A wireless health monitoring system that allows equine vets to remotely access vital patient signs in real time and with minimal effort is being trialled in the UK.
The Piavet System is made up of three components – a measuring device, base station and platform.
The compact, palm-sized, battery-powered recording instrument with innovative sensor technology weighs 150g and attaches to the horse via a belt that does away with the need for shaving or cables.
The manufacturers said it was possible to measure, analyse and view highly accurate medical data on horses’ health from a distance, take evidence-based notes and share the data with colleagues on the platform.
The system measures the following in equine patients:
- ECGs: without shaving, cabling or bonding electrodes, meaningful and stable ECG data can be recorded. Arrhythmias can be difficult to find, but the Piavet System gives vets long-term monitoring images to help reveal existing arrhythmias.
- Body core temperature: with the measuring device, it is possible to precisely calculate body core temperature non-invasively and continuously through the horse’s coat. Fever and intensive care patients can be monitored easily and continuously, while infections can be detected early.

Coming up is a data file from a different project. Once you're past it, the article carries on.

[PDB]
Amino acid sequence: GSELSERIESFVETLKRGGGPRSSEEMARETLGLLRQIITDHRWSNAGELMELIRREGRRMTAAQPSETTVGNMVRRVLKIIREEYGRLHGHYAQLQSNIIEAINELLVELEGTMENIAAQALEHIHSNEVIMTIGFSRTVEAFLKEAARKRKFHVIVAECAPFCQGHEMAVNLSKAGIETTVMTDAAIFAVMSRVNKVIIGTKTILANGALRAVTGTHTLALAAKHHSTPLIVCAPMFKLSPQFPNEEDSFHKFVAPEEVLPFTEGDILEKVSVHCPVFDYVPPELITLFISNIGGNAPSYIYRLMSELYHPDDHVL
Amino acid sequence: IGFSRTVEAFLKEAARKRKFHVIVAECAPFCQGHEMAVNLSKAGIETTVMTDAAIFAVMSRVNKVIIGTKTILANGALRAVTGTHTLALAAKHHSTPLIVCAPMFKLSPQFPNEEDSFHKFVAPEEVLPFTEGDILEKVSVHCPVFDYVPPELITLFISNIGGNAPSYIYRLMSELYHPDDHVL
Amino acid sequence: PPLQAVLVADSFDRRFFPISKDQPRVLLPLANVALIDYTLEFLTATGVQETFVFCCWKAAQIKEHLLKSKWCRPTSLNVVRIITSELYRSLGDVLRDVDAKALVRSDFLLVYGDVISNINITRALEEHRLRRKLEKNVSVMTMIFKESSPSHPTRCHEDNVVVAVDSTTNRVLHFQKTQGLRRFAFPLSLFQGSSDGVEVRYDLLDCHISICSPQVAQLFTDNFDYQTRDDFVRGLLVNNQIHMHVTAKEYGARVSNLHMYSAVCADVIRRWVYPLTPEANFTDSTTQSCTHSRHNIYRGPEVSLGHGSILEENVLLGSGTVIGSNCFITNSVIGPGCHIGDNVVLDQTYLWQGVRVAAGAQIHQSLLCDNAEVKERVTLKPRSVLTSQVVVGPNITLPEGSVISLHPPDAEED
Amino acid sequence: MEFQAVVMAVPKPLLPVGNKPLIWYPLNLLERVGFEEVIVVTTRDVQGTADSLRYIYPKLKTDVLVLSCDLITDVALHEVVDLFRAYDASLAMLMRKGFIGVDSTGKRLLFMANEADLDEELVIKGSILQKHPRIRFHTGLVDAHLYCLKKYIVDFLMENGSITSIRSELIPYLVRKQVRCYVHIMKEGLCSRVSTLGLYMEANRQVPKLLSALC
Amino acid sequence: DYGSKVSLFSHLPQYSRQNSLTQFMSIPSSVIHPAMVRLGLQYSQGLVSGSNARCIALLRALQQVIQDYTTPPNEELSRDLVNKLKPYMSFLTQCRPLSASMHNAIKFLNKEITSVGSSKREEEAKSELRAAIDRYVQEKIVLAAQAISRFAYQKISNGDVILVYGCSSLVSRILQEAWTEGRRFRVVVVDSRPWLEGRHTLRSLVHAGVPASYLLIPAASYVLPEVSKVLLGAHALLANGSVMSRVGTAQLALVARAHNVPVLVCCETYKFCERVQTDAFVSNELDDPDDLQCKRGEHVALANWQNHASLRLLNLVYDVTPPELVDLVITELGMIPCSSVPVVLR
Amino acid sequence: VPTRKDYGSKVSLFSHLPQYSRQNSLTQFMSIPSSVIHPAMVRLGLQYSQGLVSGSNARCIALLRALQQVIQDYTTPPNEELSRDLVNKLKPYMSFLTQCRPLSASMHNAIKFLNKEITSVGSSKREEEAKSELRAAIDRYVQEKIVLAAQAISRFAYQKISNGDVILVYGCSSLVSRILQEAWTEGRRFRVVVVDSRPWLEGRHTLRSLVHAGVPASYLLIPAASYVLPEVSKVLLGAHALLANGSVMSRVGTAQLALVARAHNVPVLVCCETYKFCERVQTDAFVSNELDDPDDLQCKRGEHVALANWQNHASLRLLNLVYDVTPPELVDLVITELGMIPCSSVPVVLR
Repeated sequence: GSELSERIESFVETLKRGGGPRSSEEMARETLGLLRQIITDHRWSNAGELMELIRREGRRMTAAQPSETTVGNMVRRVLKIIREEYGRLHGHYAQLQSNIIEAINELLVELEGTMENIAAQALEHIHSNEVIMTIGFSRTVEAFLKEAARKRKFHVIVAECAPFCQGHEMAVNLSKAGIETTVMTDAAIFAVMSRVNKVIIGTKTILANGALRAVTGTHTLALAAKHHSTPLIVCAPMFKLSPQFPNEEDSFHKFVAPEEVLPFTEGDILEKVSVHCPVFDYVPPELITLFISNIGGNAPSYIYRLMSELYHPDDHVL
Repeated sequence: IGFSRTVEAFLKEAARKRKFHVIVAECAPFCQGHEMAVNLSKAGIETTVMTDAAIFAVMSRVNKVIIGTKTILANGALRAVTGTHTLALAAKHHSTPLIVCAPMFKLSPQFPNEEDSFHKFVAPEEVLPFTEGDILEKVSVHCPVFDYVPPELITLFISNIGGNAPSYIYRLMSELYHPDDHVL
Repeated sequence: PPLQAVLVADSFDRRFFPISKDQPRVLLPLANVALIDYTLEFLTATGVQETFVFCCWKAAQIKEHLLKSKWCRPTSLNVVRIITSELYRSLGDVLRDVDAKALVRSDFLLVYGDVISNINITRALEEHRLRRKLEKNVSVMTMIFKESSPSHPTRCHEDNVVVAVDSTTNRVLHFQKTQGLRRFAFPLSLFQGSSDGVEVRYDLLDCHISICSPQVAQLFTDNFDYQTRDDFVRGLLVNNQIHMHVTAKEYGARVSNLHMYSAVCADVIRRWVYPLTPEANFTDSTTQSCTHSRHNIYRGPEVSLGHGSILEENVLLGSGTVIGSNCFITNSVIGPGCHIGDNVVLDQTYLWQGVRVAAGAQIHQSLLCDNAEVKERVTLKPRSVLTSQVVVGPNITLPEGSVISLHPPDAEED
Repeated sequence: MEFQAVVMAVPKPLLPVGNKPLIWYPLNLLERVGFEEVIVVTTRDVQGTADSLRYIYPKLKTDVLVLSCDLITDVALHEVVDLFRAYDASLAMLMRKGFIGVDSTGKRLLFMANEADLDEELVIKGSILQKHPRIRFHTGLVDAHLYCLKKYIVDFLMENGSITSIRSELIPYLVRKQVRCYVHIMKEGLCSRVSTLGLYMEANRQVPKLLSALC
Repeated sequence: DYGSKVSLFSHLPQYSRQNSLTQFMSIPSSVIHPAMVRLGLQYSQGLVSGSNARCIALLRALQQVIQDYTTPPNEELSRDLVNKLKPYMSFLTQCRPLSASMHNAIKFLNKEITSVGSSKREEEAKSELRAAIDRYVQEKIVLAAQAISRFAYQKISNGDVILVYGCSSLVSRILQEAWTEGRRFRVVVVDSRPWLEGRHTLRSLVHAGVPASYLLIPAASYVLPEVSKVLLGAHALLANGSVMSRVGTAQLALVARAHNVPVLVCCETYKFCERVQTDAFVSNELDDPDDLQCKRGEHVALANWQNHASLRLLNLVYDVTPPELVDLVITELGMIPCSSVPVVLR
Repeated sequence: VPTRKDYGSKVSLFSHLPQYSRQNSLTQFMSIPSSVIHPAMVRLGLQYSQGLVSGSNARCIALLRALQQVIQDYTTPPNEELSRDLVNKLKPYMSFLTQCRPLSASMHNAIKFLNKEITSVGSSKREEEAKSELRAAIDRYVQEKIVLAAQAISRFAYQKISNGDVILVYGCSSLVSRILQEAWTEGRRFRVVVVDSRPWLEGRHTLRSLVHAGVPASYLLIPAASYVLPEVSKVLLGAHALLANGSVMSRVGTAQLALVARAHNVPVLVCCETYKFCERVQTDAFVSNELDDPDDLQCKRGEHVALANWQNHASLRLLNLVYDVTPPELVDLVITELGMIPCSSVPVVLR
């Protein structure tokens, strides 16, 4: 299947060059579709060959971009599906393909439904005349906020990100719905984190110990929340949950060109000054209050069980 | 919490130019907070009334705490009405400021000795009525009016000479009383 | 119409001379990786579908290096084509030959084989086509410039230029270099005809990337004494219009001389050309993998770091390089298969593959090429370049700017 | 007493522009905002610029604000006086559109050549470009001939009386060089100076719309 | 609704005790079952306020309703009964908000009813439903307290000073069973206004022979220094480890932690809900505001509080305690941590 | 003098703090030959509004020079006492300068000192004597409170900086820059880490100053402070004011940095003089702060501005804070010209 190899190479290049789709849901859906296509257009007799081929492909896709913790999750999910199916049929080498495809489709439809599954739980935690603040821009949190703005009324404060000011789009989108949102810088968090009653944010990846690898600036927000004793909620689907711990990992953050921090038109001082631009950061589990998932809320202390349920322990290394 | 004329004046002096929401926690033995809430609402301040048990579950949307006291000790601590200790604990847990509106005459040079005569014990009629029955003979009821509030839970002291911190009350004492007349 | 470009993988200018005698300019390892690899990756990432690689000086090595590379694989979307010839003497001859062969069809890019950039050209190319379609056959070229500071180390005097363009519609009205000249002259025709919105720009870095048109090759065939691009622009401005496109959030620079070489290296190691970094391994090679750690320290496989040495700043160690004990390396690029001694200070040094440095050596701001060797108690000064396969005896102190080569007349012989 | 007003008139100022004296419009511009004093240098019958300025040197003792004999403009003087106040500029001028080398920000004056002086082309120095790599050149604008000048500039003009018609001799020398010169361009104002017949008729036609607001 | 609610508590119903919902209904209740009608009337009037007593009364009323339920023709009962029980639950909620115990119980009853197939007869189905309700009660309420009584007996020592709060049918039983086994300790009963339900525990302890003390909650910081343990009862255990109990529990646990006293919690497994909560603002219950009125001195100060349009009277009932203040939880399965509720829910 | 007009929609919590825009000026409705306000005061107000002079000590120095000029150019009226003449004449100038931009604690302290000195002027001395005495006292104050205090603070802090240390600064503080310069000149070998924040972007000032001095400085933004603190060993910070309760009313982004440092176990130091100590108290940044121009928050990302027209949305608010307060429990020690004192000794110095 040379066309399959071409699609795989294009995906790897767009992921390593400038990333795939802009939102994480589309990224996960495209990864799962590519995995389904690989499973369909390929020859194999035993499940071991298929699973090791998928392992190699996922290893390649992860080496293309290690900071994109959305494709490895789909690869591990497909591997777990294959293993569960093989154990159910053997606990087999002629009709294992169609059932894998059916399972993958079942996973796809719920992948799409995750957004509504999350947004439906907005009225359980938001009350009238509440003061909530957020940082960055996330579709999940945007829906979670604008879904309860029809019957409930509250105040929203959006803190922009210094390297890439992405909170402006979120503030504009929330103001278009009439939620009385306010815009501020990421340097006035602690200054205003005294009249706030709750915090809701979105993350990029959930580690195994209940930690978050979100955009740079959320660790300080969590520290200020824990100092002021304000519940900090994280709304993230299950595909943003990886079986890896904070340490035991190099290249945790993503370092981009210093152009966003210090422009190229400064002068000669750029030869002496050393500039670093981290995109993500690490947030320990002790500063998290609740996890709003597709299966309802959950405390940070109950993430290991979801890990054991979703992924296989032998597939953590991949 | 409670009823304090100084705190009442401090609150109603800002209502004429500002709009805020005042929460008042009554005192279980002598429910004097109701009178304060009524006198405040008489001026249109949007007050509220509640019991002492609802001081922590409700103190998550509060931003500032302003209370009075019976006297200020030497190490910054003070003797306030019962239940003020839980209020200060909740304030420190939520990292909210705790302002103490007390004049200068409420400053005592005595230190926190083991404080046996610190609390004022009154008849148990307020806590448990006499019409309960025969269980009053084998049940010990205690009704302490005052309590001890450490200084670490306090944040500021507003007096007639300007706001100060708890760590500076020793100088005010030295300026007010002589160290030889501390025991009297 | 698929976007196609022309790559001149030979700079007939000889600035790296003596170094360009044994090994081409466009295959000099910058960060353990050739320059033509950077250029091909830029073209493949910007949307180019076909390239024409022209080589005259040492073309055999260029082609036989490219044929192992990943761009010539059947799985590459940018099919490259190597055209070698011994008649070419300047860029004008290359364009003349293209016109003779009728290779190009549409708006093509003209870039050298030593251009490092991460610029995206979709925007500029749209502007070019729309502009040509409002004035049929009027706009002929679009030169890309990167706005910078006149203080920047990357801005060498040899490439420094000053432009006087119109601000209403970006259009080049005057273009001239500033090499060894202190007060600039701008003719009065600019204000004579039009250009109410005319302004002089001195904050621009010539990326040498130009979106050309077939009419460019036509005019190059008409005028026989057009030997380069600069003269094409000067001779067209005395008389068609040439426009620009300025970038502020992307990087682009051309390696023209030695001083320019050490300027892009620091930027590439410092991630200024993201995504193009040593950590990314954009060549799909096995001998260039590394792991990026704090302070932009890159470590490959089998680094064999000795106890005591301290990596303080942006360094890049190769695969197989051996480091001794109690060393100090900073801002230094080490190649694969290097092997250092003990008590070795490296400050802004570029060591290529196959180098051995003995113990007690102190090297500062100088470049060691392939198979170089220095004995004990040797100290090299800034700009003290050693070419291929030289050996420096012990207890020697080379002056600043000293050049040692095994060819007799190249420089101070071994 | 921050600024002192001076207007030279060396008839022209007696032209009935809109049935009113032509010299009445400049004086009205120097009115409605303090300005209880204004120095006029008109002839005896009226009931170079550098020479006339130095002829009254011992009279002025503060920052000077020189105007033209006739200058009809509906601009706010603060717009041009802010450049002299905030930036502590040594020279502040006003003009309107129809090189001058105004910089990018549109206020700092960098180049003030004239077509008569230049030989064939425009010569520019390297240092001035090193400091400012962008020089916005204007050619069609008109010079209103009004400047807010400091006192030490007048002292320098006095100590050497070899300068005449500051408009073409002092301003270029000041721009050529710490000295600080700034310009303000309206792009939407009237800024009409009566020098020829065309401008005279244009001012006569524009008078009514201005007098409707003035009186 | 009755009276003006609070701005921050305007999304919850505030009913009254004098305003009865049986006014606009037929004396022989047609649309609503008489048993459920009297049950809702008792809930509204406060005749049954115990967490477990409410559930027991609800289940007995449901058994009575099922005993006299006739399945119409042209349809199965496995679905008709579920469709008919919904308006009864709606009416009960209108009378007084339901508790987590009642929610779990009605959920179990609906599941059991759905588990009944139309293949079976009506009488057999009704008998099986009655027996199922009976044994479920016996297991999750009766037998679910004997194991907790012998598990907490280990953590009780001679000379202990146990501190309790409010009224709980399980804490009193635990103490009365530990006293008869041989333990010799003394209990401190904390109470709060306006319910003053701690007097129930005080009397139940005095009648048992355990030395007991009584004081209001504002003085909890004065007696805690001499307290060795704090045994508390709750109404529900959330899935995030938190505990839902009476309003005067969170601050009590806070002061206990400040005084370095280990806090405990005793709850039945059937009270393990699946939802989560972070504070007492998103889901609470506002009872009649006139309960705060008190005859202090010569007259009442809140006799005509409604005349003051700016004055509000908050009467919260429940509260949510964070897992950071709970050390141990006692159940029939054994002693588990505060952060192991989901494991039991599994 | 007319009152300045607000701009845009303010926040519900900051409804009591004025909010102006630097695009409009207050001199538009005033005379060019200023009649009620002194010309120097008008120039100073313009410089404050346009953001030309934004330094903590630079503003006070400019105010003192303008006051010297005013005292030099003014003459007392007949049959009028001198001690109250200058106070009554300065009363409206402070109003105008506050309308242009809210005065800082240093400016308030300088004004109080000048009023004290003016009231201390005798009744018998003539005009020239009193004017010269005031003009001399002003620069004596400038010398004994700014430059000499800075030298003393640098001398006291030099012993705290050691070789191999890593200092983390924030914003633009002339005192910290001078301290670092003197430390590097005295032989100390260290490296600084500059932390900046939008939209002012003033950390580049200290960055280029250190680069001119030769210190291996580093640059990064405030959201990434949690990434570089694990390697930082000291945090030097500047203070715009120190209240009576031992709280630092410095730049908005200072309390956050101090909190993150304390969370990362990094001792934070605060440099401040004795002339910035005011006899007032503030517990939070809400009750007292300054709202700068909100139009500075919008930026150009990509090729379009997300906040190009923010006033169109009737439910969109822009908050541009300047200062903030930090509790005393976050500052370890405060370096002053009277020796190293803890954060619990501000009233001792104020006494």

- Respiration rate pattern: the system not only records breathing rate, but also the exact course of breathing. This allows vets to monitor patients with respiratory diseases over a long period of time and perform targeted performance diagnostics.
- Heart rate: based on the ECG, heart rate is calculated. The peaks counted as heart rate are marked on the ECG. Anaesthesia and treatment responses can be visualised and recorded in real time.
- Activity: horse activity provides context to vital parameters and allows a meaningful interpretation of the data.
Dorina Thiess – chief executive and co-founder of veterinary medtech start-up company Piavita, located in Zurich and Berlin – said six UK practices were using and evaluating the Piavet system.
The practices have had the devices for between two and three weeks, so it was “very early days” to comment on reaction, said Dr Thiess, but she added: “They are super, super interested and say they love things that make monitoring a bit easier because, as always, that’s a huge time issue.”